Ultimately, America’s system of education has a strong tradition and foundation that can be developed and return the United States to the status of having the premier education system in the world.  The most important component of change, however, is open and honest dialogue that is grounded in the realities of the problems.  As long as Americans are committed to education, reformers can build on the strengths of innovation that are inherent in the character of the American people.

Sunday, June 3, 2012

The Next Food Network Star 2012 - Eric Goes Home

As much as I am enjoying the competition for who will be the Next Food Network Star 2012 on the Food Network, I have to think Bob and Susie made a big mistake in sending Napa executive chef Eric home this week after a producers challenge with Ippy.  While both of these great chefs have a camera problem right now, Eric is clearly the far superior chef, and Bobby Flay made this obvious argument in the final segment.  While Ippy from Team Giada is a good chef and a nice guy, he can not bring it on the camera in any meaningful way.  Ultimately, I think Bob and Susie just felt like the Hawaiian angle is more marketable for the network.  But it doesn't work for me, as neither of these two men was ever really going to be the Next Food Network Star.

Sadly, I would have liked to see Eric go farther in the competition simply because he is the superior chef.  That should count for something because we're all tuning in to see people who can work culinary magic.  And, while he has regularly struggled to finish his dishes, I always love what he's doing. Ippy, on the other hand, really doesn't have much of anything interesting going on.  Despite the claims that he is simply laid back, like his culture, I am unimpressed.  And, I can't figure out how Linkie didn't go home this week, and hasn't gone out yet.  She is completely forgettable - except when I can't forget how poorly she stumbles through her presentations.  The same goes for Yvan.  Bob and Susie should just send him home - despite how well he does next week - because he simply will not be the Next Food Network Star.  Ultimately, Eric and Ippy should go because it really is all about the camera presence and personality.  All these people can cook, and the world has many magical chefs; but being able to engage an audience is the key, and that's really the answer to who will be the Next Food Network Star.  It's like teaching - no matter how well you know your subject, you won't survive in the classroom if you can't bring it on the stage.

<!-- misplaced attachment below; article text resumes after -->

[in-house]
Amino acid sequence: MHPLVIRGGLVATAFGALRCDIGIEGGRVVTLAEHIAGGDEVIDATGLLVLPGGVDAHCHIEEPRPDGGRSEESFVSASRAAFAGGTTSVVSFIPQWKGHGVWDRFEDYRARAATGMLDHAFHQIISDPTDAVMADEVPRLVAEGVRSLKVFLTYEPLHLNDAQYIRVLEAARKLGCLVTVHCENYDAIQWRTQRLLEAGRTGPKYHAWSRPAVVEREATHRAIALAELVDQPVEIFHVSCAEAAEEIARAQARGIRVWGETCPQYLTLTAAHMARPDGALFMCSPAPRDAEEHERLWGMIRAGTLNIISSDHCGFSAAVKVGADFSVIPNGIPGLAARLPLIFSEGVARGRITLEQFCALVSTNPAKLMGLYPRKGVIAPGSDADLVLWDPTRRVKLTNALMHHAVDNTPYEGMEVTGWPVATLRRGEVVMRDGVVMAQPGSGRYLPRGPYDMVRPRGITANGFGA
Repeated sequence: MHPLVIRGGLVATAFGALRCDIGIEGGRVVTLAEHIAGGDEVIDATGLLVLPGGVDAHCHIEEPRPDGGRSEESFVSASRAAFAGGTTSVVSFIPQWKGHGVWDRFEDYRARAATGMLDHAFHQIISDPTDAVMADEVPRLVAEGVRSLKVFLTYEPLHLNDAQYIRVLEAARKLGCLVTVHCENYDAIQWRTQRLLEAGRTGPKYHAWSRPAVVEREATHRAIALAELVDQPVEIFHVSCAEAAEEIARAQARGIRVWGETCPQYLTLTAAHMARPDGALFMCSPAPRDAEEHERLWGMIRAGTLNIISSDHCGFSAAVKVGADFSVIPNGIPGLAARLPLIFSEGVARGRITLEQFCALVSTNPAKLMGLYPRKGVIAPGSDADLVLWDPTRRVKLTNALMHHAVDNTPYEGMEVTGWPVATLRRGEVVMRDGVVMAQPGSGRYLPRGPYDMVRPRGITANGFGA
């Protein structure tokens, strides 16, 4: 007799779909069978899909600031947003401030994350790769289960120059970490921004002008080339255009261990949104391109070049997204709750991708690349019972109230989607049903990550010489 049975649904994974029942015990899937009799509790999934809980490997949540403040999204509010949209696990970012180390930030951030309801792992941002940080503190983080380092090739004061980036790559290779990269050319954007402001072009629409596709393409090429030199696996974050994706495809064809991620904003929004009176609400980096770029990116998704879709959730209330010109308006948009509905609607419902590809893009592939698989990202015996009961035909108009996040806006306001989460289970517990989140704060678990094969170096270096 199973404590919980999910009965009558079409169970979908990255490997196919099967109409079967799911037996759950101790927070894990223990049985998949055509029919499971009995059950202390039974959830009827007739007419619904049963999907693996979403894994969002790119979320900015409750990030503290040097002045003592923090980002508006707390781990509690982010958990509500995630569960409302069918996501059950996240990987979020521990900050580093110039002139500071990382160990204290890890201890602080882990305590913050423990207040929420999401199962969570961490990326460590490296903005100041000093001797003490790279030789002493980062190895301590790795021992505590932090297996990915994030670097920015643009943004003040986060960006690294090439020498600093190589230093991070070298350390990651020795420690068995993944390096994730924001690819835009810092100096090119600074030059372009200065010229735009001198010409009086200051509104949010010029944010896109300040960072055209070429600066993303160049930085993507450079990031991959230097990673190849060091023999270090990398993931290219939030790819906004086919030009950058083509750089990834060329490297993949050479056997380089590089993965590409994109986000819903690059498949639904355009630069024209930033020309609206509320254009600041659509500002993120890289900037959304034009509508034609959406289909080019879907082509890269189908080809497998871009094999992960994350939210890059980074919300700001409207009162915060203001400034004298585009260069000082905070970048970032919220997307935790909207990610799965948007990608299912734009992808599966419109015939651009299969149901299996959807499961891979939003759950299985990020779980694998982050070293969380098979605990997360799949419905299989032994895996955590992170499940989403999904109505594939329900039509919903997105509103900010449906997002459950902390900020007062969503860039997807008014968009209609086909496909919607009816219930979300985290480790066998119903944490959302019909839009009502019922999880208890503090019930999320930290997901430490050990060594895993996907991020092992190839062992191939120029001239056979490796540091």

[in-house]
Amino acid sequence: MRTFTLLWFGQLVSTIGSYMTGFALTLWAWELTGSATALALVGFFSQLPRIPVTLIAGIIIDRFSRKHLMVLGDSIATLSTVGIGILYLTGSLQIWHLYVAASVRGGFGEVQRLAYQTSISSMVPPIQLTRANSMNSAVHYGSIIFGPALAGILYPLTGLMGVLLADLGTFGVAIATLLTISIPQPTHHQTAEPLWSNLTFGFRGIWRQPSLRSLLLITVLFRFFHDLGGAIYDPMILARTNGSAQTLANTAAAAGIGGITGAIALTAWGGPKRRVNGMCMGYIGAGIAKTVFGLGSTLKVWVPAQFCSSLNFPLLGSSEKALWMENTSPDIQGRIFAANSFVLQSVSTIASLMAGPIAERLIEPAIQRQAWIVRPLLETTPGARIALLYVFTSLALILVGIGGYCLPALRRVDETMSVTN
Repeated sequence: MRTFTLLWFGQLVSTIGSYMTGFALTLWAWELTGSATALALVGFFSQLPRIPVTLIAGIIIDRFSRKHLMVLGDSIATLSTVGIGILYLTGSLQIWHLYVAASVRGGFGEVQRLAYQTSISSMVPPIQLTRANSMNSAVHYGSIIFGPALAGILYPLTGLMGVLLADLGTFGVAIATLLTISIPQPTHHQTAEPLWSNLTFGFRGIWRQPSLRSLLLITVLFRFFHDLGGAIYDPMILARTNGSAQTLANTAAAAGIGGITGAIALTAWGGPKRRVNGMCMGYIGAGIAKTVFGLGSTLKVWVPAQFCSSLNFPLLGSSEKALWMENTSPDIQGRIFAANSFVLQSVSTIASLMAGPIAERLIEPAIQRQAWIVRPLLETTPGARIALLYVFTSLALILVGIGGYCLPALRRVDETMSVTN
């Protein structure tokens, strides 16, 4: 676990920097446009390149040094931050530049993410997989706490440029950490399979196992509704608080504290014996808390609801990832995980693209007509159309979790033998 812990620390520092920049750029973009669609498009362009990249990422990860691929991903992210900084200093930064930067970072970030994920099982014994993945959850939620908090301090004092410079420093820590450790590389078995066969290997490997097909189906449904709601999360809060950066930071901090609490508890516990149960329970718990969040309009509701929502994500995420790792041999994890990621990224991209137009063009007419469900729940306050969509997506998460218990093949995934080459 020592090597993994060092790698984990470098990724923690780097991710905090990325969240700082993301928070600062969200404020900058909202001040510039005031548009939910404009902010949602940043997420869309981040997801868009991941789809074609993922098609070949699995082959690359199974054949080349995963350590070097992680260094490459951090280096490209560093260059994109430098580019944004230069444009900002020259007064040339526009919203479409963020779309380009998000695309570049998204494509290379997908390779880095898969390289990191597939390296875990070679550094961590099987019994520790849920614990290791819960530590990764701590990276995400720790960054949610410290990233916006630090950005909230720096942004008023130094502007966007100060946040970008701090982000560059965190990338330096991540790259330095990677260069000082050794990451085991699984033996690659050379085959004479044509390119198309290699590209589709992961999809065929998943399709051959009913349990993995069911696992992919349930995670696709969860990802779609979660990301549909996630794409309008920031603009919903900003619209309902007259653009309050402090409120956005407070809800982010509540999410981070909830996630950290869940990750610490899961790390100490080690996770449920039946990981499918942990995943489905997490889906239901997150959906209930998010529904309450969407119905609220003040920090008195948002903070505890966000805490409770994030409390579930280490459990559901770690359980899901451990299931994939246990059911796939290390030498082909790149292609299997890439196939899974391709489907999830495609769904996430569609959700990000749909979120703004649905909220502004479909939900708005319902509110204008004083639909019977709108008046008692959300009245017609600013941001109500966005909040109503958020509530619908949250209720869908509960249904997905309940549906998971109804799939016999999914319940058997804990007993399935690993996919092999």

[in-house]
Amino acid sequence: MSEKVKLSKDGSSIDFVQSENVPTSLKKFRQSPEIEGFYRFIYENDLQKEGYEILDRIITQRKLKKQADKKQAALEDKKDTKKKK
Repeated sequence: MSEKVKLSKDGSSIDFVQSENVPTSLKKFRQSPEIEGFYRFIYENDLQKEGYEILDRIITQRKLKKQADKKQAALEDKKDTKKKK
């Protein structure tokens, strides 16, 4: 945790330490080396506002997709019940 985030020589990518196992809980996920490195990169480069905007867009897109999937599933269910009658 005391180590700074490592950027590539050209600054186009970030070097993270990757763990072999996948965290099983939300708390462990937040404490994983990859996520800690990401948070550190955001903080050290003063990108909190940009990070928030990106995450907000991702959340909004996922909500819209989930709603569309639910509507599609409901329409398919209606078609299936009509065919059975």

And, I have to again assert that I am not liking this celebrity chef team format at all.  For one, Alton and Giada are clearly helping out their people quite a bit - and that's not the point of the show.  Additionally, this format is really not flattering for Giada.  She continues to come across as petty and desperate for the affection of her team and the need to simply win.  It seems like she doesn't want to find the best Next Food Network Star, for she has had nothing positive to say about any other finalists.  She just wants to win and she is coming across, quite honestly, as a real bitch.  That's a shame because I never felt that way about her.  So, Bob and Susie should definitely nix this format for next season.

So, Eric's out.  Hopefully, Linkie or Yvan or Ippy go next.


Judson is another example of the problem with the team format.  As a reader recently pointed, he should have gone home last night as well.  In fact, he was every bit as bad as Eric and Ippy on camera, and he's a much worse cook.  Yet, he was protected because his team won.  And, this wasn't even a team competition.  It would almost be understandable if this - like last year - was an actual team event and his work somehow led to the team's win.  But it wasn't.  He was "safe" just by the default of having been picked by Alton.  Otherwise, he's a standard cook with absolutely no marketable "point of view," or POV, and he has no camera presence at all.  Everything he says sounds scripted - if not simply phony.  So, Judson needs to go home soon.

However, I must acknowledge the winner from Team Alton - Justin.  That kid just flat out rocks in the kitchen.  And, I think the quirky creativity is definitely going to be an asset.  My early favorite was Michelle.  But, if she doesn't get out of her own head, Justin is going to steal this competition.

** UPDATE - For the most current breakdown on Malcolm's exit this week, check out my latest: